Tracking and Monitoring Transformers with MLFoundry

Efficient tracking and monitoring of Transformer models for Financial Sentiment Analysis using MLFoundry, by TrueFoundry

Tezan Sahu
Analytics Vidhya

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Natural language processing (NLP) has become increasingly popular in financial applications in recent years. Stock/forex market forecasting, volatility modeling, asset allocation, business taxonomy construction, credit scoring, initial public offering (IPO) valuation, and other applications are among them. One common task (or rather subtask, which can provide features for some tasks mentioned previously) in this financial domain is Financial Sentiment Analysis (FSA). The goal of FSA is to classify financial text as expressing bullish or bearish opinions on specific arguments.

In this new era of NLP, tasks like FSA have also been impacted by the dominance of transformers. Models like FinBERT perform significantly better compared to previous approaches.

In this tutorial, we will explore how to easily fine-tune any pretrained transformer for the FSA task using the Simple Transformers library. Then, we will experiment iteratively by changing parameters and base models and tracking the relevant information using MLFoundry. We will create a custom demo of our model using the MLFoundry Web App, which could be shared with others or showcased to users.

So, let’s dive in!

Tl;dr: If you wish to see only the working implementation of all that we cover in this article, please refer to this notebook. Although GitHub gists are used as code snippets throughout this article, if copied directly, they may not work as intended. Feel free to refer to the mentioned notebook in case you face such issues.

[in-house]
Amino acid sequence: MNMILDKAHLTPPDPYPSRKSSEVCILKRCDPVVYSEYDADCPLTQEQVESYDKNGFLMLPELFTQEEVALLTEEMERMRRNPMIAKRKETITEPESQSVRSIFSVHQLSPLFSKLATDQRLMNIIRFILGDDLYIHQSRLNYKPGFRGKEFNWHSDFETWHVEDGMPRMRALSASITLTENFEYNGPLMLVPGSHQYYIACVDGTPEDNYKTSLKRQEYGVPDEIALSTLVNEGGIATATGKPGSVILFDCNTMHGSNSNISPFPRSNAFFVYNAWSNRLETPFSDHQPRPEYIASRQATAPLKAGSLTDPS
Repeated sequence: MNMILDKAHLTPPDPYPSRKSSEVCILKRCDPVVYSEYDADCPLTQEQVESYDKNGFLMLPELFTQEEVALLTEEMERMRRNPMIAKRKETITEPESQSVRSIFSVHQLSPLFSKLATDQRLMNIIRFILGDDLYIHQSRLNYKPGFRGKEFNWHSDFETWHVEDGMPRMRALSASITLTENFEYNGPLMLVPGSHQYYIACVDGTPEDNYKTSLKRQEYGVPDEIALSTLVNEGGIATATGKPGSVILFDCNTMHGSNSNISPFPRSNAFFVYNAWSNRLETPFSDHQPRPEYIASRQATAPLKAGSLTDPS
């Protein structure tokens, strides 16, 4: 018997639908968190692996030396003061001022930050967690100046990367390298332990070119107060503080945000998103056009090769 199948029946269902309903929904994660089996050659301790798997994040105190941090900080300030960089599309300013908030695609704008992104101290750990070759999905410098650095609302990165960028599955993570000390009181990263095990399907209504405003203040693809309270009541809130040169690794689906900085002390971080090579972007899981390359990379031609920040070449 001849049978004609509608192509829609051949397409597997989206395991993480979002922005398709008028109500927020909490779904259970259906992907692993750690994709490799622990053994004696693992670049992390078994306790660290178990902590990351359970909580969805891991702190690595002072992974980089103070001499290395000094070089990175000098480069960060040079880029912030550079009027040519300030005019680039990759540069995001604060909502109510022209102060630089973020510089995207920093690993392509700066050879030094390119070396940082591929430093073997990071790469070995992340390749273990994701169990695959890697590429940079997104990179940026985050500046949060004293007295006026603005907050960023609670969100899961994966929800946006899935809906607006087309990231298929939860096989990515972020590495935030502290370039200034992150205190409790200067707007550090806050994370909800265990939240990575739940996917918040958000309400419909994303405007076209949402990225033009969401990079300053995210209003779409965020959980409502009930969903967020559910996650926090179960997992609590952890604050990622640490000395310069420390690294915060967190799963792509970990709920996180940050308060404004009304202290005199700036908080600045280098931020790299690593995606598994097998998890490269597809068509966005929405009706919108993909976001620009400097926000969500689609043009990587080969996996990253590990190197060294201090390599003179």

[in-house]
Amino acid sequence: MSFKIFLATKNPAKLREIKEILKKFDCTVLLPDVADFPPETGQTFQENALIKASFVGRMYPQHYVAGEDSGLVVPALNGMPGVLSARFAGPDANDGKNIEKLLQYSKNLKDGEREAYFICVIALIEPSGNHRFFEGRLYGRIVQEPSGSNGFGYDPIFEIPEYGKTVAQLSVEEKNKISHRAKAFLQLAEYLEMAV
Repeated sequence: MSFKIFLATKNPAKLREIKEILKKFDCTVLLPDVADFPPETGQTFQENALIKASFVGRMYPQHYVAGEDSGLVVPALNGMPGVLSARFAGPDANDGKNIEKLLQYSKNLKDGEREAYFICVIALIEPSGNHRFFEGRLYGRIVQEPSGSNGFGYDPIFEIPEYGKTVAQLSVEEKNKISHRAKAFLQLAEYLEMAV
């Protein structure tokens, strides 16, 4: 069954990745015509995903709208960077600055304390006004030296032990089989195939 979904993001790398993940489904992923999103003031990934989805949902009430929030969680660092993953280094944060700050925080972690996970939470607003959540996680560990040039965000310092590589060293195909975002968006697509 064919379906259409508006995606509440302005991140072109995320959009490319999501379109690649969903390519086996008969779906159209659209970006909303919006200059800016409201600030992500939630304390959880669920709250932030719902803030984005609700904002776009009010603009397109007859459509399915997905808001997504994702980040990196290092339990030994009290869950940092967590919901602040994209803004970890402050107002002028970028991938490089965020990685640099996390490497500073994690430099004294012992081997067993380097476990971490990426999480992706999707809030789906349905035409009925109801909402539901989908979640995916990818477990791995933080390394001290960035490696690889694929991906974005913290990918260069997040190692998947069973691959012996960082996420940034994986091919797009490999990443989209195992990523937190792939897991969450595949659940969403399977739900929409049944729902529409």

Preliminaries

We first create a virtual environment for this project and install the necessary libraries:

matplotlib==3.5.1
mlfoundry==0.2.7
mlfoundry-ui==0.1.4
numpy==1.21.5
pandas==1.4.1
scikit-learn==0.24.2
simpletransformers==0.63.4
torch==1.10.2

Note: It is advisable to have some GPU access to train the transformer models because they are large and require considerable time for training otherwise. Using Google Colab can be a viable solution.

Next, we need to create an IPython notebook and import the required libraries. Optionally, we can also clear the cache in CUDA.

We do not need to set the device in PyTorch explicitly because simpletransformers library automatically takes care of that and uses GPU by default.

Sentiment Analysis for Financial News using Simple Transformers

Exploring & Processing the Dataset

For this tutorial, we use the processed FinancialPhraseBank data available from Kaggle. This dataset contains sentiments for financial news headlines as seen through the eyes of a retail investor. The all-data.csv file contains two columns, Sentiment and News Headline. The sentiment can be negative, neutral, or positive. Thus, the FSA task is treated as a multi-class classification problem.

Since the Simple Transformers library requires data to be in Pandas DataFrames with at least two columns, named text (of type str) and labels (of type int), we do the required processing before splitting the data into training & evaluation sets.

Training a BERT Model for FSA

We define a simple training function that takes in the specifications of the model to create a ClassificationModel, along with the training hyperparameters to perform the training loop. We also evaluate the model using Micro-F1 and Accuracy scores by leveraging scikit-learn.

As a wrapper around the Hugging Face library, Simple Transformers makes it extremely simple to do all this by abstracting away the heavy-lifting required. Thus, we can create, train & evaluate our transformer with just 3–4 statements.

In the constructor of ClassificationModel, the first parameter is the model_type, the second is the model_name, and the third is the number of labels in the data (set to 3 because we have three sentiments). Currently, Simple Transformers supports one of the available types as the model_type. The model_name can be from among any of the models available on Hugging Face.

After training the model, we evaluate it using eval_model(). This function returns the following:

  • A dict containing the performance metrics on the evaluation dataset (Matthews correlation coefficient and loss by default, along with micro-F1 and accuracy defined by us)